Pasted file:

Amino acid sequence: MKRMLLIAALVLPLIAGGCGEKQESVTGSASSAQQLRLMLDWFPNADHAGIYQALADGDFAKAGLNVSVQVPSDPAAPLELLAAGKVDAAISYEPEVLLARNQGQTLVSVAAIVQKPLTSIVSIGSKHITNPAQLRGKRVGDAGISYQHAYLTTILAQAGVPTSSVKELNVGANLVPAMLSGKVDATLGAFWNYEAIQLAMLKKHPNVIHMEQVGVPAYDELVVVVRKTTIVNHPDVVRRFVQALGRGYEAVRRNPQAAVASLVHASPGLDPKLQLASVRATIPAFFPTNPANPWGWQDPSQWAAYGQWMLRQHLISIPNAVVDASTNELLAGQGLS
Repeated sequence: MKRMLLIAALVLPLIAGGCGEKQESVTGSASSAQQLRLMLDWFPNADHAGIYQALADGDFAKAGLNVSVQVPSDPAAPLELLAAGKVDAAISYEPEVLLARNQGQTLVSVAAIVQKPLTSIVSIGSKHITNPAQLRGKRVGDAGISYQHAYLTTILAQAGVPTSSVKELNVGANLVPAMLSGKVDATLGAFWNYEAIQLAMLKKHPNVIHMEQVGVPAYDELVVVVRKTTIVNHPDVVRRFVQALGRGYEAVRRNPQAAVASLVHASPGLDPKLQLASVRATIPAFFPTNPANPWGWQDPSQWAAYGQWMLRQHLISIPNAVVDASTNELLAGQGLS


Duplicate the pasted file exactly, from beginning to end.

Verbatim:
Amino acid sequence: MKRMLLIAALVLPLIAGGCGEKQESVTGSASSAQQLRLMLDWFPNADHAGIYQALADGDFAKAGLNVSVQVPSDPAAPLELLAAGKVDAAISYEPEVLLARNQGQTLVSVAAIVQKPLTSIVSIGSKHITNPAQLRGKRVGDAGISYQHAYLTTILAQAGVPTSSVKELNVGANLVPAMLSGKVDATLGAFWNYEAIQLAMLKKHPNVIHMEQVGVPAYDELVVVVRKTTIVNHPDVVRRFVQALGRGYEAVRRNPQAAVASLVHASPGLDPKLQLASVRATIPAFFPTNPANPWGWQDPSQWAAYGQWMLRQHLISIPNAVVDASTNELLAGQGLS
Repeated sequence: MKRMLLIAALVLPLIAGGCGEKQESVTGSASSAQQLRLMLDWFPNADHAGIYQALADGDFAKAGLNVSVQVPSDPAAPLELLAAGKVDAAISYEPEVLLARNQGQTLVSVAAIVQKPLTSIVSIGSKHITNPAQLRGKRVGDAGISYQHAYLTTILAQAGVPTSSVKELNVGANLVPAMLSGKVDATLGAFWNYEAIQLAMLKKHPNVIHMEQVGVPAYDELVVVVRKTTIVNHPDVVRRFVQALGRGYEAVRRNPQAAVASLVHASPGLDPKLQLASVRATIPAFFPTNPANPWGWQDPSQWAAYGQWMLRQHLISIPNAVVDASTNELLAGQGLS